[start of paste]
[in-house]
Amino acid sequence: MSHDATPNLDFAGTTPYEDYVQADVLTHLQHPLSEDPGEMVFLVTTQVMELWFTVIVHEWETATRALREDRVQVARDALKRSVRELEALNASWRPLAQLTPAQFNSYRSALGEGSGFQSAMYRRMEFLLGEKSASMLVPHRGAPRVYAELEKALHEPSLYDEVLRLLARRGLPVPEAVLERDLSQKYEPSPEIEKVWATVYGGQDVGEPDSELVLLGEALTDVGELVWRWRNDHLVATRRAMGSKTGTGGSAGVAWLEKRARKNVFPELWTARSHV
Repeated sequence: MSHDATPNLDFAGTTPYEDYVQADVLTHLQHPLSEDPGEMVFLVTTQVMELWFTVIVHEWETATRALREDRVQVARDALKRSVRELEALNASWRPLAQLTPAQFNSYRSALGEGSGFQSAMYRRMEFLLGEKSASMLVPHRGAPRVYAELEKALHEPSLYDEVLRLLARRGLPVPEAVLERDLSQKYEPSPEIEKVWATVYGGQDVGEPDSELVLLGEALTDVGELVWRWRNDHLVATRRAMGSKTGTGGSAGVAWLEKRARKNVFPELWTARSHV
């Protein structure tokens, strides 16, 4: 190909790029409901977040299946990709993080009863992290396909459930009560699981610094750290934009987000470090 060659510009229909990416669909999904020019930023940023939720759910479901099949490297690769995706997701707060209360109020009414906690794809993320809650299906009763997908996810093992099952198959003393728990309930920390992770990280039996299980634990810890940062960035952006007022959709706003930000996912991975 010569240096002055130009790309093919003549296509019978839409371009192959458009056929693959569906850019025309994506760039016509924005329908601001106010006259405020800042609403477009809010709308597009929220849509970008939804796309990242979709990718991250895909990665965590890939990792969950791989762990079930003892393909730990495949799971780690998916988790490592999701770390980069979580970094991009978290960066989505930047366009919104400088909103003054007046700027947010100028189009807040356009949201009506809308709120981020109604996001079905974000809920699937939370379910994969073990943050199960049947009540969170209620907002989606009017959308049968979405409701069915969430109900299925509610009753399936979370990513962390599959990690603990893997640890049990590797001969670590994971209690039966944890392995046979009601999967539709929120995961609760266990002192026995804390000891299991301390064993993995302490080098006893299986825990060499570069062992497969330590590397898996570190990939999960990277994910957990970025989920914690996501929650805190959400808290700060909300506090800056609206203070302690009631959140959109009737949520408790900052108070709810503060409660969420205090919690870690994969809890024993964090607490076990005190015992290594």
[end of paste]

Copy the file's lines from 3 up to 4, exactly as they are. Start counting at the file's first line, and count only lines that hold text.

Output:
Repeated sequence: MSHDATPNLDFAGTTPYEDYVQADVLTHLQHPLSEDPGEMVFLVTTQVMELWFTVIVHEWETATRALREDRVQVARDALKRSVRELEALNASWRPLAQLTPAQFNSYRSALGEGSGFQSAMYRRMEFLLGEKSASMLVPHRGAPRVYAELEKALHEPSLYDEVLRLLARRGLPVPEAVLERDLSQKYEPSPEIEKVWATVYGGQDVGEPDSELVLLGEALTDVGELVWRWRNDHLVATRRAMGSKTGTGGSAGVAWLEKRARKNVFPELWTARSHV
């Protein structure tokens, strides 16, 4: 190909790029409901977040299946990709993080009863992290396909459930009560699981610094750290934009987000470090 060659510009229909990416669909999904020019930023940023939720759910479901099949490297690769995706997701707060209360109020009414906690794809993320809650299906009763997908996810093992099952198959003393728990309930920390992770990280039996299980634990810890940062960035952006007022959709706003930000996912991975 010569240096002055130009790309093919003549296509019978839409371009192959458009056929693959569906850019025309994506760039016509924005329908601001106010006259405020800042609403477009809010709308597009929220849509970008939804796309990242979709990718991250895909990665965590890939990792969950791989762990079930003892393909730990495949799971780690998916988790490592999701770390980069979580970094991009978290960066989505930047366009919104400088909103003054007046700027947010100028189009807040356009949201009506809308709120981020109604996001079905974000809920699937939370379910994969073990943050199960049947009540969170209620907002989606009017959308049968979405409701069915969430109900299925509610009753399936979370990513962390599959990690603990893997640890049990590797001969670590994971209690039966944890392995046979009601999967539709929120995961609760266990002192026995804390000891299991301390064993993995302490080098006893299986825990060499570069062992497969330590590397898996570190990939999960990277994910957990970025989920914690996501929650805190959400808290700060909300506090800056609206203070302690009631959140959109009737949520408790900052108070709810503060409660969420205090919690870690994969809890024993964090607490076990005190015992290594």